Scott Lang and his pint-sized family of heroes face off against Kang the Conquerer in this latest uninspiring Marvel outing.
Peyton Reed’s Ant-Man films have been something of a safe harbor in the wider Marvel Cinematic Universe: charmingly low-stakes outings amid the apocalyptic stakes of the wider franchise. Amid their visually homogenized peers, their clever sight gags of rapidly shifting scale and unabashed Silver Age goofiness have marked Reed’s two MCU entries as some of the few contemporary superhero films to feel affectionate rather than self–conscious about their comic-book origins.
But the demands of the Marvel machine come for all its properties eventually, and it falls to Ant-Man and the Wasp: Quantumania to offer the first real direction in the MCU’s overarching narrative since Avengers: Endgame. Scott Lang (Paul Rudd), partner Hope (Evangeline Lilly), and their shared family find themselves sucked into the subatomic Quantum Realm seen in glimpses in previous installments. There, they must contend with Kang the Conqueror (Jonathan Majors), a dimension-hopping tyrant seeking to escape from this surreal prison after being exiled there for his rampages across time and space.
Almost immediately, the movie buckles under the pressure to simultaneously deal with Kang’s threat and establish him for future movies as the official new Big Bad of the MCU. It doesn’t help that Kang scarcely feels different from Thanos despite Majors’s attempts to add shades of calculating omniscience beyond the previous archenemy’s brute force. Kang forces Scott and the rest into a fetch quest to retrieve the means of his escape in a manner that recalls much of the Infinity Stone hunting of the last Avengers movies.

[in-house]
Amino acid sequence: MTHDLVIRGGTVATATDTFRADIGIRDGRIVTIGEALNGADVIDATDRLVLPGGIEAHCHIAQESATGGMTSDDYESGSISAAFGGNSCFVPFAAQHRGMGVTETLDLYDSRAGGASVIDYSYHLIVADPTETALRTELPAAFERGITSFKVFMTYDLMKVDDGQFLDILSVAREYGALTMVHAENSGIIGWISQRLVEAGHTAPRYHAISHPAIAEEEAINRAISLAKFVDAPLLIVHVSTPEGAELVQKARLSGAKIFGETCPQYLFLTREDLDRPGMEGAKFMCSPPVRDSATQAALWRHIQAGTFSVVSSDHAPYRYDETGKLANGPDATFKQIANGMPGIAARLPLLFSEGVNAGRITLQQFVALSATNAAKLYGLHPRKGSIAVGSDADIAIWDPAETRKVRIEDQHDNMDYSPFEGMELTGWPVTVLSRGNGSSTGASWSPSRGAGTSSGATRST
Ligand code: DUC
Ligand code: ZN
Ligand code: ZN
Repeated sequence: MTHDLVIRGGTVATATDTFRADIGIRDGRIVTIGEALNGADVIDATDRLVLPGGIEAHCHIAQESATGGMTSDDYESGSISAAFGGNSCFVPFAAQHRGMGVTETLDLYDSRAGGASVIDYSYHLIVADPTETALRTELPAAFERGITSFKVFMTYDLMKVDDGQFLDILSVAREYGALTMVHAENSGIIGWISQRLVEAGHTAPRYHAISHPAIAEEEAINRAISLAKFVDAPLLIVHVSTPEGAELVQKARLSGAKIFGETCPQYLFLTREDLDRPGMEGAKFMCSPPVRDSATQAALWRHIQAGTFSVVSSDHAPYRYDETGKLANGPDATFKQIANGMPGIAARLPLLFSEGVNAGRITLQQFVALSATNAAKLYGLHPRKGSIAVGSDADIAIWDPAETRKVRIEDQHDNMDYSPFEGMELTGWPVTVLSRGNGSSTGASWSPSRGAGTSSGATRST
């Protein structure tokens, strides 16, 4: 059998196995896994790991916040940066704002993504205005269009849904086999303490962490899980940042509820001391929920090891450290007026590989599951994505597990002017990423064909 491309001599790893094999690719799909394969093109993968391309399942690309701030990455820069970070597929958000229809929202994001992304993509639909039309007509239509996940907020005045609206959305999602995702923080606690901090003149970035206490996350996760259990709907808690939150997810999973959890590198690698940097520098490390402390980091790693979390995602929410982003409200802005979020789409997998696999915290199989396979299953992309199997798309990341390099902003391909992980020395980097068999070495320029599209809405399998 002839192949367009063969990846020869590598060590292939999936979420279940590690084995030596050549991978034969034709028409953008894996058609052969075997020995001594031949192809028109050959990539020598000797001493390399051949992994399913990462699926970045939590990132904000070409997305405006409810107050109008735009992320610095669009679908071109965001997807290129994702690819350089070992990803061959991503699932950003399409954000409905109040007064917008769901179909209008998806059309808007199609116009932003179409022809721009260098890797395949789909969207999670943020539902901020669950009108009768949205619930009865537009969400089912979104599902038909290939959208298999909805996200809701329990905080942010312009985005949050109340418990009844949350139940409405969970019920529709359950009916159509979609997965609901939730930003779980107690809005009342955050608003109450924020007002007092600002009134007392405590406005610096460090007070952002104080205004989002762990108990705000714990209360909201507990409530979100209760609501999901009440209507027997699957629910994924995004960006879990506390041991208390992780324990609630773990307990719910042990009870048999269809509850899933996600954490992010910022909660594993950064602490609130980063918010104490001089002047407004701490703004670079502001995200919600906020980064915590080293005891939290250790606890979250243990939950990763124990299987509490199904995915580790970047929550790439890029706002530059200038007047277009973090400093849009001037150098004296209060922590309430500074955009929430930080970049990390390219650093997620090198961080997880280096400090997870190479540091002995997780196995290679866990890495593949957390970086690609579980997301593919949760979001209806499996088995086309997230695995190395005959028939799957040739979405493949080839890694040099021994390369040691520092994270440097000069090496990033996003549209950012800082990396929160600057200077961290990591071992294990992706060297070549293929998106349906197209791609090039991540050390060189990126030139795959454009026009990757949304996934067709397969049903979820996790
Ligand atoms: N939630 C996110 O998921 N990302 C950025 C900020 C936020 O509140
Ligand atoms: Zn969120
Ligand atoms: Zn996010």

While the Quantum Realm felt strange and unique in earlier, briefer views, here is quickly falls in line with much of Marvel’s recent CGI output: splashy but nondescript, all psychedelic purple clouds and gargantuan, brutalist military buildings that homogenize every location in a universe of seemingly infinite possibility. The action is similarly blown up from the franchise’s erstwhile emphasis on Scott’s quick-timing size changes in one-on-one fights to the kind of overwhelming but incoherent spectacle that defines nearly all superhero movie third acts.
And where the earlier Ant-Man films wrung comedy out of Rudd’s easygoing charm and a relatively earnest banter compared to the irony of other Marvel movies, Quantumania is clearly informed by writer Jeff Loveness’s tenure on Rick & Morty. Jokes tend to consist of repeating phrases over and over in the cadence of that show’s deliberately shoddy improvisation, and the various creatures encountered by the heroes are filtered through its vulgar imagination, such as a gelatinous being who openly envies the humans’ orifices.
This tackiness even carries over to how the film develops its themes. At the start of the story, Scott’s daughter, Cassie (Kathryn Newton), urges her father out of his post-Thanos complacency that people still need help in the world. It’s a simple but effective bit of comic-book optimism. By the end, though, that message has been corrupted into the cruder, blunter statement “don’t be a dick” – an oddly glib note on which to end a story about a lesser superhero learning to recommit himself to the greater good.
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Published 15 Feb 2023
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